There are many different types of divers out there. Some love diving on sandy slopes where they spend hours searching for tiny critters that you barely see with the naked eye. Others love jumping off a boat in the middle of the ocean and floating in the blue, waiting; hoping that something large and predatory swims by.  Then there are those that love the adrenaline of entering a wreck or cave not knowing what is around the next bend or down the next deck. Then there are divers like me who love nothing better than a gentle dive on a healthy coral reef. Luckily I have Apo Island in my backyard.

Apo Island Coral ReefMany divers laugh when I say this is my favorite type of dive, some shrug their shoulders and say ‘well it’s a little boring, but I guess coral is pretty’. For me, coral is not just stunning to look at with a vast array of colors, shapes and sizes, but it is an amazing animal to watch. Yes, that’s right I said animal.  Not many people or divers for that matter know this little interesting fact – coral is not a plant it is, in fact a living breathing animal, a marine invertebrate to be exact.

The first coral reefs were formed over 500 million years ago so technically corals are as old as dinosaurs and not yet extinct – although through global warming and general disregard for the reef we are doing a good job of trying! An individual coral is called a polyp, which is a small simple organism distantly related to jellyfish and anemones. They are formed mostly of a large stomach, with alien-like tentacles protruding. Corals tend not to be singular creatures. Instead, many polyps live together to form a coral colony – which we consider the basis of a reef.

day of the tentacleAs with most beautiful things underwater, coral is a carnivorous and a potentially rather deadly animal. Just ask any diver who has had an unfortunate encounter with a fire coral! During night time is when corals come alive and begin to hunt. Now I understand that watching corals hunt is not as interesting as watching a shark or large fish, however imagine if you were a plankton or small shrimp happily swimming by and then bam! An alien-like tentacle hits out at you from the lovely coral colony below. This innocent looking tentacle not only packs a whopping punch but also has a nasty little sting in it that temporarily stuns you allowing the coral to open its mouth and devour you alive! Bet that gives you a different perspective of coral.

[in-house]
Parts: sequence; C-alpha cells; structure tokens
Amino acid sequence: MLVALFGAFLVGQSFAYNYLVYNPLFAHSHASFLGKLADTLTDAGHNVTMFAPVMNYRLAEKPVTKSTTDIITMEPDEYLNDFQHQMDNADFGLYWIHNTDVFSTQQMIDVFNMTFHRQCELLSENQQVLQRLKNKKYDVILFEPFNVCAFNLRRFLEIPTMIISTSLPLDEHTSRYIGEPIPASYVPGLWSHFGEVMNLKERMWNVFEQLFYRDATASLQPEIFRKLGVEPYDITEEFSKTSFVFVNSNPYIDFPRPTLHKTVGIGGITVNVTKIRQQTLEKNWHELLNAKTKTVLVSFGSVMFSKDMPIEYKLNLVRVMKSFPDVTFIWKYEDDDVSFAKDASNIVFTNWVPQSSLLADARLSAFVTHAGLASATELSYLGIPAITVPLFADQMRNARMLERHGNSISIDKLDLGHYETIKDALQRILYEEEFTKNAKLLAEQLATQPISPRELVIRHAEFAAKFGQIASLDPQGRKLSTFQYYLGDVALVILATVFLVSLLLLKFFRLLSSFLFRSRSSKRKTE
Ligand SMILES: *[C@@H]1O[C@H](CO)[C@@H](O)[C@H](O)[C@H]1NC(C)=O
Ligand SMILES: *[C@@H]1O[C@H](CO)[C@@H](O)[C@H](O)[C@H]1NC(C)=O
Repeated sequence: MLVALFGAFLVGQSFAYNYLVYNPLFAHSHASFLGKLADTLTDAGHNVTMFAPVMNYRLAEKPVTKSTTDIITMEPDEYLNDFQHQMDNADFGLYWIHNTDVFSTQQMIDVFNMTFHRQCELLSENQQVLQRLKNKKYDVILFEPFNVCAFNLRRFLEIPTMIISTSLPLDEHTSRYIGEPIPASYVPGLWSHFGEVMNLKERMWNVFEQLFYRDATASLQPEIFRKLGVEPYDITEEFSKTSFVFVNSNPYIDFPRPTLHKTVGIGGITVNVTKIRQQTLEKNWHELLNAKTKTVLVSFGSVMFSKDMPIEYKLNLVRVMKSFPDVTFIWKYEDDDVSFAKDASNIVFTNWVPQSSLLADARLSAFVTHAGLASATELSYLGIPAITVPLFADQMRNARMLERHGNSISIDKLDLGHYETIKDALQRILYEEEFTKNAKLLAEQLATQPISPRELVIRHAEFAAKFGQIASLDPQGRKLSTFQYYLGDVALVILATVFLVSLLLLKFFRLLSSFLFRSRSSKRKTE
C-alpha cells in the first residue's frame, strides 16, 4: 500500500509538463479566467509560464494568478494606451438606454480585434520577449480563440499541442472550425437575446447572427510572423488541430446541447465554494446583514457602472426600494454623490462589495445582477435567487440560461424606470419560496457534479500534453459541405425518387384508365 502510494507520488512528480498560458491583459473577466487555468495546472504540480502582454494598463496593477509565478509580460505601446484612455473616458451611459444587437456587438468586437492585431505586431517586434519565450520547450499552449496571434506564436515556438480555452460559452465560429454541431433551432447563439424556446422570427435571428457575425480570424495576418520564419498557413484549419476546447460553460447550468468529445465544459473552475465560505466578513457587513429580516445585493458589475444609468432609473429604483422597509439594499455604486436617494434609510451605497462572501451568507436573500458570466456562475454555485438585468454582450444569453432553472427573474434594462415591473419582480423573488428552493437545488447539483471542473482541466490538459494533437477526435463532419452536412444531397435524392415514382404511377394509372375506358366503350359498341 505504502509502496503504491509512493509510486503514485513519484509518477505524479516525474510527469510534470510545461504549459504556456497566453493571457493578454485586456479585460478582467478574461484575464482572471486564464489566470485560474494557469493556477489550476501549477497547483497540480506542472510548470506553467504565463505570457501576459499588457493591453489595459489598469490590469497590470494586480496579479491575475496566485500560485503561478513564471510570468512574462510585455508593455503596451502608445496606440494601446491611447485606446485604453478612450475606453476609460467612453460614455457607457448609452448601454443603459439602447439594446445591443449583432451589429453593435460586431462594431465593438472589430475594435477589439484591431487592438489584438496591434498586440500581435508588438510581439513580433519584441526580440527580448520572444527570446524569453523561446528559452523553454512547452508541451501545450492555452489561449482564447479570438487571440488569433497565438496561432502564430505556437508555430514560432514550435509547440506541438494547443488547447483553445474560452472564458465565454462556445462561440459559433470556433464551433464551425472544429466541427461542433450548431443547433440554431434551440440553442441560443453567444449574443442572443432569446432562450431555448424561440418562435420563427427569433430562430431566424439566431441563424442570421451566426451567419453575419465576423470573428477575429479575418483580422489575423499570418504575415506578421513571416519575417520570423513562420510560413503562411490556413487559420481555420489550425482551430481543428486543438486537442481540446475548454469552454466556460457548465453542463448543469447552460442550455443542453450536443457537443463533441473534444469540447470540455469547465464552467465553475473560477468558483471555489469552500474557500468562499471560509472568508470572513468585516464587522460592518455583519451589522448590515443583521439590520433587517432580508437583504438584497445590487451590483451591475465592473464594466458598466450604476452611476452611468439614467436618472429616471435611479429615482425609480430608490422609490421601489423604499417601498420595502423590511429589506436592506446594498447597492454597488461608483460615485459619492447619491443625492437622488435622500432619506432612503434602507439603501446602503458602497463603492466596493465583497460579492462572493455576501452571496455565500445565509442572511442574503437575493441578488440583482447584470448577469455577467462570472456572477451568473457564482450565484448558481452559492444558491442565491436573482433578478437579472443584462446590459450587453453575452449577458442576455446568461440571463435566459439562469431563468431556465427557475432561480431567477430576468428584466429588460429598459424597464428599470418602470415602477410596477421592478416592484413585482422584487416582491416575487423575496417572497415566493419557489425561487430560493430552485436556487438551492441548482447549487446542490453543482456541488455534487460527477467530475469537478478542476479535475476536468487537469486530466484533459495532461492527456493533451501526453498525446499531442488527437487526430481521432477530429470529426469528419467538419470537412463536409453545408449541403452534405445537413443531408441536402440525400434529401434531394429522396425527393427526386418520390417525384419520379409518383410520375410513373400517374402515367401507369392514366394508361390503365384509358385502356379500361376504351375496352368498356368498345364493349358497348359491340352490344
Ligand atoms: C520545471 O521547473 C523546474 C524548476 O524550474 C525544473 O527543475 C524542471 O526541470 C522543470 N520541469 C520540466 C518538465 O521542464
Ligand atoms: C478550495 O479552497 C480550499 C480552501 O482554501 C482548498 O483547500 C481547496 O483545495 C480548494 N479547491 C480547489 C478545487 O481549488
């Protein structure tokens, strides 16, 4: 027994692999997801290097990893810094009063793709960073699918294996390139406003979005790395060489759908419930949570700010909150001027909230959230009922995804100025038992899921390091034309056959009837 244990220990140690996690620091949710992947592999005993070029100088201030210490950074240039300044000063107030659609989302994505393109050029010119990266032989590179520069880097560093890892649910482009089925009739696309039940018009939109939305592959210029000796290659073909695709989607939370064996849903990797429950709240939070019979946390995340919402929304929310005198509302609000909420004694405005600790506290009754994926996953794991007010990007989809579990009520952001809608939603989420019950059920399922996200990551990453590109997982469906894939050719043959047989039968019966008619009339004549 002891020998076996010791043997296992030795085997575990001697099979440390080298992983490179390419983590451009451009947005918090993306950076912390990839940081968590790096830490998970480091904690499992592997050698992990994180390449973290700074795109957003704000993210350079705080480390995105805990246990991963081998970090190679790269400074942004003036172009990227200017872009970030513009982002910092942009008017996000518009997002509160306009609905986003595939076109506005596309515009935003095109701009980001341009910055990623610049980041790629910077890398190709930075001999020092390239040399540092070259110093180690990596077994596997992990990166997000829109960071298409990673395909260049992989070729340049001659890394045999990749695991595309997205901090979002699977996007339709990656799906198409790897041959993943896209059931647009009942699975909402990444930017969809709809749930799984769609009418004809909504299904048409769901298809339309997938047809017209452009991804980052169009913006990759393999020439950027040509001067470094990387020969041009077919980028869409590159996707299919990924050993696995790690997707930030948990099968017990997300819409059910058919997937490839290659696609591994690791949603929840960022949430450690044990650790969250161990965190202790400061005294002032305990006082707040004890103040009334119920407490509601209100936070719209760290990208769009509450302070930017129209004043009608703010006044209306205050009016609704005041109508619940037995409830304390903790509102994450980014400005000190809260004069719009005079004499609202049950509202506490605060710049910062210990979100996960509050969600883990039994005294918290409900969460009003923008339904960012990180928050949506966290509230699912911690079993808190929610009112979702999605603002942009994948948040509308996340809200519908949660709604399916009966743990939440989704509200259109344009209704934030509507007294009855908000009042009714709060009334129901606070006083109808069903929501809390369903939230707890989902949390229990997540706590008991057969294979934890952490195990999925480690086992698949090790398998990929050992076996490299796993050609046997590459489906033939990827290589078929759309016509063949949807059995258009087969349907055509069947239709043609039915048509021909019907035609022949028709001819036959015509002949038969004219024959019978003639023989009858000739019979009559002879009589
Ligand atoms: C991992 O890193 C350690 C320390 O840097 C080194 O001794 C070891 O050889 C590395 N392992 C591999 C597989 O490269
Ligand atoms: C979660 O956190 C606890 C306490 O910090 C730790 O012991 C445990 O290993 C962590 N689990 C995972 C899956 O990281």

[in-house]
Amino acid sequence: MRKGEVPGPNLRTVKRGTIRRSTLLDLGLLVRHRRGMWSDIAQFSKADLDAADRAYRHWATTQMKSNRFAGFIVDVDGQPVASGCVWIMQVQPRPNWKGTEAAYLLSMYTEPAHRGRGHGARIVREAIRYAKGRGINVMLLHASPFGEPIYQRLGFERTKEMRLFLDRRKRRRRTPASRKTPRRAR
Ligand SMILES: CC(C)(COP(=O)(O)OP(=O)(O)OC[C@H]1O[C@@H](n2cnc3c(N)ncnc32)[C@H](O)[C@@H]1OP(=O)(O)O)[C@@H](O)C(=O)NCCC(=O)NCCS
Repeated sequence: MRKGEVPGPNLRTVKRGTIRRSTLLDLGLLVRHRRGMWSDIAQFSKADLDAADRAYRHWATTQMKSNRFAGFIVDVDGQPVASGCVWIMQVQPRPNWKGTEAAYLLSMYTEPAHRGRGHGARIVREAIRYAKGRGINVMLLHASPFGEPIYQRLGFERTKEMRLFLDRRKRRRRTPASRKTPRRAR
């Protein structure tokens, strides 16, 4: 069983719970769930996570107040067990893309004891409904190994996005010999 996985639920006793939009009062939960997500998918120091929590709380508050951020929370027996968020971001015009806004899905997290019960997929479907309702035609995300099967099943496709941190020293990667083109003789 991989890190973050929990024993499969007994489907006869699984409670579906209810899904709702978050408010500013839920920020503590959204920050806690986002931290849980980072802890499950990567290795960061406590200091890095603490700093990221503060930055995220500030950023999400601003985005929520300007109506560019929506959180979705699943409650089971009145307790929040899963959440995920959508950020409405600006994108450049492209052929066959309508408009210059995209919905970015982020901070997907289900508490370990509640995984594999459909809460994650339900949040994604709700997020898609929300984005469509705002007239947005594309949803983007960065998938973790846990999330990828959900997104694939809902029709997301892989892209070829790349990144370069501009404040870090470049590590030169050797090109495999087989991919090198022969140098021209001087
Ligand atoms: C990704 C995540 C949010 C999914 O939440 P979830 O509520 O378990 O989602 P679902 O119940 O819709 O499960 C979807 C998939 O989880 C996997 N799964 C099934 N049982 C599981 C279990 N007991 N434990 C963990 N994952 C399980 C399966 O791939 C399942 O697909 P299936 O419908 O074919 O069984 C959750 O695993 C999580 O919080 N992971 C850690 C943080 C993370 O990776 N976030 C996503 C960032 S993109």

No matter what type of diver you are there is a common rule amongst us which should be followed by all; the rule of look but do not touch any animal underwater. This rule is pushed on you from your first learning experience (well it should be if you have a good instructor). We all know that if you touch an underwater animal you can essentially kill them. Many underwater creatures have a special coating to their skin that protects them from germs and infections. When we touch them we dissolve this coating allowing germs from our skin and the ocean to penetrate through to the animal and create disease.

Coral is no exception, in fact as one of the largest animals in the ocean we really should learn to respect coral a lot more. How many times have you seen a snorkeler using the century old hard brain coral as a stand so they can take a break from swimming or the diver with the camera who is desperate to get the perfect photo of the frogfish, carelessly lying on a beautiful soft coral colony! You know what those polyps are doing at this time – screaming in agony as they are being crushed alive! As the coral song says ‘would you step on a cat – no you wouldn’t do that!’ So Coral Polypwhy do so many divers and snorkelers think it is acceptable to step, lie, touch, stand and generally beat up coral!

Coral does form the foundation of our reef systems, which in turn attracts the fish, the critters, the sharks, rays and all the other wonderful creatures so many divers are desperate to see. Without coral there will be no reefs, no fish, no sharks, no rays no nothing!! So maybe next time you go on a dive you should take a little time to appreciate one of the oldest living creatures in the ocean and remember it is not a plant but in fact a living breathing creature.